… a páty jezdec je Strach (… and the Fifth Horseman is Fear, 1965), directed by Zbynék Brynych, is one of the most important films of the Czech new wave, and had been released in the U.S. in 1968. Set during the Nazi occupation, the director deliberately made the time period ambiguous – the building exteriors, as Muller suggested in his introduction look somewhat medieval, but the costuming and interior décor look contemporaneous (1960s). Thus, like many of the best films made in the Soviet bloc, this one is decidedly allegorical. Dr. Braun (Miroslav Machácek) is a Jewish doctor who is no longer allowed to practice medicine and is forced to catalogue Jewish possessions that have been confiscated (by the Nazis). We get to know a number of residents in the apartment building where Brawn lives and an escaped partisan, needing morphine, is brought to him. Helped by a sympathetic music teacher (Olga Scheinpflugová), Braun goes all over Prague, eventually securing some. Most of the film takes place during the course of a single night, and so much of the action takes place in the confined space of the apartment stairwell, which is often filmed in oblique angles. The pessimistic subject matter of … and the Fifth Horseman is Fear along with the strange claustral combination of art direction, camera angle and wide screen frame produce a frightening noir scape. Muller thanked Ms Monger again, this time for her being able to acquire the 35mm print from the Czech National Film Archive.
Cronica di un amore
Ultimately, the main reason why I feel that San Francisco’s Noir City 18 was such a great film festival is that so many of the films Eddie Muller chose to program, brilliantly encourage us to reflect on the world we are living in today. In other words, these films were way ahead of their time, and weren’t just popular, genre entertainments. We would not normally think of Antonioni’s “art film,” Cronaca di un amore as being a film noir, nor a serious, clandestinely anti-Soviet Czech new wave film such as … and the Fifth Horseman is Fear. Films like Duvivier’s Panique, and Siodmak’s The Devil Strikes at Night remind us that there is a resurgence of fascism in the world, while through the opening up of communications provided by internet channels, we are now aware of so much government corruption and criminal activity, that was evident in the 1958 Nikkatsu film, Rusty Knife, and even earlier in Bracho’s Another Dawn (1943). Most remarkably, Muller continues to be so cognizant of how women in film have been under-appreciated, that he deliberately searches for, and finds proto-feminist work, such as Viñoly Barreto’s El vampiro negro, Kim’s The Housemaid, and Distinto amanecer. In two of these, a woman was top-billed — Olga Zubarry in El vampiro, and Andrea Palma in Distinto amanecer — while in the other, Myung-sook was sensationally original as the housemaid. In other films, an actress not only played a leading role but acted her part un-stereotypically; e.g., top-billed Moon Jung-suk as a “good woman” with Black Hair, who happens to be a gangster’s moll, and Marga López as the taxi dancer who supports her sister in Salón México; 2nd-billed actresses Diana Dors, who is an atypical femme noire in The Long Haul, Kaga Mariko, the mysterious, addicted gambler in Pale Flower, and Kitahara Mie as the intelligent and strong reporter in Rusty Knife. I missed the great performance by Ingrid Bergman as the scarred Anna in En kvinnas ansike (A Woman’s Face, Sweden, 1938), because I had to leave on the final Sunday to get back to work in Montreal on Monday morning. However, I had seen that film before on 35mm at the 19th Bologna film festival, Il Cinema Ritrovato, in 2015, and it struck me then, as it does now as, arguably her finest role. I was also sorry to miss the 35mm screening of Andrzej Wajda’s Popiól I diament (Ashes and Diamonds, 1958), which, for many of us, is the Polish equivalent of Orson Welles’ Citizen Kane (1941), in being, arguably its country’s greatest film. I had seen it many times before, though, and at least once on 35mm.
As I write this in our “lockdown” during the COVID-19 pandemic, I am so pleased that I didn’t miss Noir City 18 in San Francisco. Seeing 12 of the 22 films projected in 35mm, all of them in black-and-white, and some of them in ’Scope was a real treat. I am already nostalgic for the big screen experience, not just for the sake of seeing films the way they should be seen, but also for being in an appreciative crowd, and for being able to meet new friends, in person. I always sit in the balcony of the Castro Theatre because I insist on being in line with the projector (although sometimes I would like to be a bit closer to the screen), and there are other cinephiles who always sit in the same seats. So, this year, I enjoyed talking with a couple of these new friends and comparing notes – a special benefit in being a regular festivalgoer. There is absolutely no substitute for the theatrical cinema experience!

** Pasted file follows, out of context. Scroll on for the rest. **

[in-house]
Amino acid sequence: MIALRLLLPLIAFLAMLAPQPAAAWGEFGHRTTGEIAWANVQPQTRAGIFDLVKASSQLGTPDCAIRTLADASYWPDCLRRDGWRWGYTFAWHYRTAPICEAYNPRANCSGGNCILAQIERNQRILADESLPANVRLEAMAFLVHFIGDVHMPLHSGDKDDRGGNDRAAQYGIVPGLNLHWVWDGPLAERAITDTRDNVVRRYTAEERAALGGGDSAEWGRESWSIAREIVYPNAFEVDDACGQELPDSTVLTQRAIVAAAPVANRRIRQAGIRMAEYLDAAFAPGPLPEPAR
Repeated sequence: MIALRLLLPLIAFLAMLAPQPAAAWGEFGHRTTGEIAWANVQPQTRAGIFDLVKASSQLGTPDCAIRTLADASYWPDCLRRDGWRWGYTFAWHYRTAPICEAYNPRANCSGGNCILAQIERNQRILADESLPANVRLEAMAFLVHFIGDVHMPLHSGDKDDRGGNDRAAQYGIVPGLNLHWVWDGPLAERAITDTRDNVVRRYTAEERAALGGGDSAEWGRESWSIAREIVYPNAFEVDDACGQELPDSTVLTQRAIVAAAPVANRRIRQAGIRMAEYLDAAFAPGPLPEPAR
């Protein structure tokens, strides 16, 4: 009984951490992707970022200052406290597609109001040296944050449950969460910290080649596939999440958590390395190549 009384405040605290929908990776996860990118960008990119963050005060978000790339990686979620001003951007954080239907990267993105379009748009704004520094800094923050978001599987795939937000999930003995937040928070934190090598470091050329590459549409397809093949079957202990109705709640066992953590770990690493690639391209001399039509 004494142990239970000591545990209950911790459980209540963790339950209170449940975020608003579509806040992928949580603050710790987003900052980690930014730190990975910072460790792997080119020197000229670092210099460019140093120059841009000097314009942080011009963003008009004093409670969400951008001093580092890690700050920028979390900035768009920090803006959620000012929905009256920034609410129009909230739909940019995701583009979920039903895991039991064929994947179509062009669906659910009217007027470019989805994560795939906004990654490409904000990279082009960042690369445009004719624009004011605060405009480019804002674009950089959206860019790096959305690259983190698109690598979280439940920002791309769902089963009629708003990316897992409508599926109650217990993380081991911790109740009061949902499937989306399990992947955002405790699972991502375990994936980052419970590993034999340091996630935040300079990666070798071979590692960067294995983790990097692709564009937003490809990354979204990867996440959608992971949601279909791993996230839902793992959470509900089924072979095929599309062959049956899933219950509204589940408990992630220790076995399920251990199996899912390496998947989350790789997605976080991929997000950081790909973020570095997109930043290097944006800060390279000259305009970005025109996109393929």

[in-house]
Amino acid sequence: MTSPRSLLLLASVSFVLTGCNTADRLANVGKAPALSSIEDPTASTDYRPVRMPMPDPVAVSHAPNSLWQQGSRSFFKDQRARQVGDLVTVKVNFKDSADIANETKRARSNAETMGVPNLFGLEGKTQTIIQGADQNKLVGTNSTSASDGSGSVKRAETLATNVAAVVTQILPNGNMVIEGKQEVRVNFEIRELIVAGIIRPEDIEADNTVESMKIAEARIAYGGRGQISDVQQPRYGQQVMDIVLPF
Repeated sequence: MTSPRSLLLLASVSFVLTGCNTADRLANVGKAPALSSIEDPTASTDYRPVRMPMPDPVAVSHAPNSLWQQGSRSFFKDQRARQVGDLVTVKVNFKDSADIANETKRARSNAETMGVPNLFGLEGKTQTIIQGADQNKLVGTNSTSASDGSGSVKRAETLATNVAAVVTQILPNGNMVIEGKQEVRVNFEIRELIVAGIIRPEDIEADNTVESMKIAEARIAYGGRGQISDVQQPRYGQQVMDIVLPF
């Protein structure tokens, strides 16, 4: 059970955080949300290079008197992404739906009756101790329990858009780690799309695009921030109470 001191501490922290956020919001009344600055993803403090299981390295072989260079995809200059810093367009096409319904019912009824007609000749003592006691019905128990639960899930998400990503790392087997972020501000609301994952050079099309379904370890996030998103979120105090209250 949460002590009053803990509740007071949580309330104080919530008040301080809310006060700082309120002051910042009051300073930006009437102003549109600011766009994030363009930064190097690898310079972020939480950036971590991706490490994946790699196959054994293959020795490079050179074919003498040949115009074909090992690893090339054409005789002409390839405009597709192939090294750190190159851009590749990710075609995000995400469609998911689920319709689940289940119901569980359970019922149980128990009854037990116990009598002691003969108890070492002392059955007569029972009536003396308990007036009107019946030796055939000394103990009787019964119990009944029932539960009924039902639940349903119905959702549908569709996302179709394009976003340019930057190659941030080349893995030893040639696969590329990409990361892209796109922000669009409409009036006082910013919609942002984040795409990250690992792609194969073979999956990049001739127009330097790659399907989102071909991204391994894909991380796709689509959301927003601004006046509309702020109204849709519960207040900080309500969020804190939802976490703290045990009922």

- Only House of Bamboo was a Fox production, but they licensed their process to other studios, e.g., Warner Brothers for I Died a Thousand Times. The other two films were independent productions distributed by United Artists and MGM, respectively. ↩
- Mark Schilling, No Borders, No Limits: Nikkatsu Action Cinema, 2nd edition (Godalming, England: 2008 ), 30-48. ↩
- ibid. See also, Chuck Stevens, notes on “Eclipse series 17,” Nikkatsu Noir, The Criterion Collection, DVD boxset, 2009. ↩
- Pale Flower: a film by Masahiro Shinoda, The Criterion Collection, Blu-Ray edition, #564, 2011. ↩
- Alexander Jacoby, “KOBAYASHI Masaki (February 14, 1916-October 4, 1996),” A Critical Handbook of Japanese Film Directors: From the Silent Era to the Present Day (Berkeley, California: Stone Bridge Press, 2008), 123. See also, Cynthia Contreras, “Kobayashi’s Widescreen Aesthetic,” Cinematic Landscapes: Observations on the Visual Arts and Cinema of China and Japan, edited by Linda C. Ehrlich and David Desser (Austin, TX: University of Texas Press, 1994), 242: in Seppuku (Harakiri, 1962), “Kobayashi worked against the naturally expansive qualities of the frame to create a contracted sense of enclosure.” See also, Claude R. Blouin, Le chemin détourné: essai sur Kobayashi et le cinéma japonais (Ville La Salle, Québec: editions hurtebise HMH, 1982). ↩
- See, for example, Chris Berry, “Introducing ‘Mr. Monster’: KIM Ki-young and the Critical Economy of the Globalized Art-House Cinema,” Korean Film Directors: KIM Ki-Young, edited by KIM Hong-joon (Seoul, Republic of Korea: Korean Film Council, KOFIC, 2006), 41: “Local Industry figures told the 200-plus foreign guests at the 1997 Pusan International film festival (PIFF) that it had been a bad year so far for new Korean fiction features. For representatives from international film festivals in search of new delights to tempt the jaded palates of their audiences, this must have been bad news. But there was an unexpected happy ending. ‘Mr. Monster’ came to the rescue.” ↩
- Video interview with Bong Joon-ho, directed by Haden Guest, The Housemaid, “Martin Scorsese’s World Cinema Project, no. 1,” Criterion Collection #690, 2013. ↩
- Kim So-young, “The Monstrous Femininity and Class Conflicts in The Housemaid“ Rediscovering Korean Classics, edited by Wong Ain-ling, and Jacob Wong (English version), The 20th Hong Kong International Film Festival (Hong Kong: Urban Council of Hong Kong, 1996), 14. ↩
- ibid., 15. ↩
- See for example, Mun Gwang-gyu, “On the Director,” Lee Man-hee: Korean film Directors, translated by Colin A. Mouat (Seoul: Seoul Selection, Korean Film Council KOFIC, 2009), 19: “LEE Man-hee has been called a ‘martyr of film’ (by the critic BYUN In-shik), ‘a director who advanced Korean realist film’ (by AHN Byung-sup), ‘a Korean film auteur armed with a fierce artistic spirit’ (by the critic MUN Hak-san), and a ‘cinematic genius and experimenter’ (by the screenwriter BAEK Gyeol).” ↩
- Muller, 2020, program notes, op. cit. ↩
- ibid. ↩
- British Leyland Motors, which manufactured “lorries,” buses and “trolleybuses” in the 1950s, did not become “Leyland Trucks” until 1996. See Wikipedia: “Leyland Motors” https://en.wikipedia.org/wiki/Leyland_Motors. Both of the film production companies, Marksman Productions Ltd., and Warwick Film Productions were registered in the UK, but The Long Haul was distributed by Columbia (now Sony). ↩
- Muller, 2020, program notes, op. cit.59. ibid. ↩
- ibid. ↩